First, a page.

Chief Retirement Officer and a Seat at the Table

Credit to retirement industry executive Steff C. Chalk for his article entitled "The Advent of the Chief Retirement Officer" and to senior ERISA attorney Steve Rosenberg for sharing his insights on his blog. The notion that a C-suite executive (or a government equivalent position) should be installed to oversee all things related to benefit plans merits consideration, especially if a plan's fiduciaries are short on time and/or expertise or have a conflict of interest.

According to Mr. Chalk, another advantage is that the Chief Retirement Officer ("CRO") can negotiate vendor contracts "for the prudent oversight of fees, services and all plan related expenses." He references ERISA litigation in his mention of a "professional purchaser." Attorney Rosenberg is more emphatic when he writes that those cases that make it to summary judgment often unpeel the fiduciary breach onion to reveal actions that were taken "with limited discussion, limited knowledge and with a limited investment of time." (As an aside, and from my perspective as an expert witness who has worked on both plaintiff and defense cases, there are lots of situations where fiduciaries have acted with care and diligence. Facts and circumstances must be thoroughly evaluated.) 

The challenge - and I think it is a big one - is to find someone who possesses knowledge and experience in a variety of areas such as law, Human Resource strategy, investment management and governance. Then there is a question about reporting lines. Should a CRO properly report to the Board of Directors (or in the case of a government fund, report to the Mayor or Governor)?

Regarding compensation, Mr. Chalk asks whether linking a CRO's pay to performance makes sense. His suggestion is that an appropriate performance metric be something that reflects retirement readiness of plan participants. At first blush, this sounds good but could be called into question if exogenous factors make it hard for a CRO to deliver. Factors such as family circumstances, age, risk tolerance and education can drive seemingly inappropriate retirement investment decisions made by individuals even when copious education has been provided by a sponsor to defined contribution participants. For a defined benefit plan, what if an actuary or consultant provides misleading information (such as lowballing lifespan) and a sponsor discovers down the road that participant benefits are at risk? Is it right to tag the Chief Retirement Officer with that mistake?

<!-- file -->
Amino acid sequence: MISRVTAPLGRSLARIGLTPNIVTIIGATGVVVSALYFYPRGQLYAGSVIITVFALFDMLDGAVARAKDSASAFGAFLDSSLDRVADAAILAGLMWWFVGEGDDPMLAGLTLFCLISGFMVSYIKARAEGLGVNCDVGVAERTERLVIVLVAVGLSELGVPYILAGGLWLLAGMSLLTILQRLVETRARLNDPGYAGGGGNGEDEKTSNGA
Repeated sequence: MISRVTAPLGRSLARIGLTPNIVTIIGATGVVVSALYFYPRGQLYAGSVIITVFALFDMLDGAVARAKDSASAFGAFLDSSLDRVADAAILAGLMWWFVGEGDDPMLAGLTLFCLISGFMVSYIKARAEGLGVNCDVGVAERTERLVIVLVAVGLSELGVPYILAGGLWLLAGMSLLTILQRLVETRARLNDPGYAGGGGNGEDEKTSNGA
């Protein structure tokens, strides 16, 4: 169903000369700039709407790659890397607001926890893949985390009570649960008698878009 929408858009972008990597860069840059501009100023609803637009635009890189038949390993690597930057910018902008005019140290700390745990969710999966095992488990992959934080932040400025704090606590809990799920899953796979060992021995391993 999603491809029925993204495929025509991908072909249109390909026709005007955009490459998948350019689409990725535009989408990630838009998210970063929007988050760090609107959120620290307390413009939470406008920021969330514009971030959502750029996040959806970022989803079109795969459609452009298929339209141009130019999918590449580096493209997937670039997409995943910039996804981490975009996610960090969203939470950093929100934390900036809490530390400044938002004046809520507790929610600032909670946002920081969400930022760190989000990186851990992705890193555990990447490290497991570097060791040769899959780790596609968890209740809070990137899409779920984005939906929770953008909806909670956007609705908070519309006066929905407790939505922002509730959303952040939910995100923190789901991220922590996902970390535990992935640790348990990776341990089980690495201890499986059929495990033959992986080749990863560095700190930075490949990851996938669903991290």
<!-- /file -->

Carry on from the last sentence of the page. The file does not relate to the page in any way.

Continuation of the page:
Something not addressed by either gentleman but near and dear to my heart is the idea that retirement plans should be overseen by the Chief Risk Officer (if one exists at an organization) as part of enterprise risk management. Headlines are replete with news about the adverse impact on the sponsor, whether corporate or government, when there are problems associated with one or more retirement plans offered by the employer. Capital may become more expensive, if available at all. There could be a liquidity crisis that soaks up cash that would otherwise be used to invest in shareholder wealth creation or provide municipal services. Reputation risk could increase. Costly litigation may follow. The diminution of employee benefits could lead to a loss of talented staff or make it hard to attract new workers. I have written and spoken about this interconnectivity at length. Links to a few of my articles are provided below:

With an expectation of "when" and not "if" an enhanced fiduciary standard will get passed into law, a discussion about the advantages of hiring a Chief Retirement Officer are timely. 

Trackbacks (0) Links to blogs that reference this article Trackback URL
http://www.pensionriskmatters.com/admin/trackback/322550
Comments (0) Read through and enter the discussion with the form at the end
Post A Comment / Question Use this form to add a comment to this entry.







Remember personal info?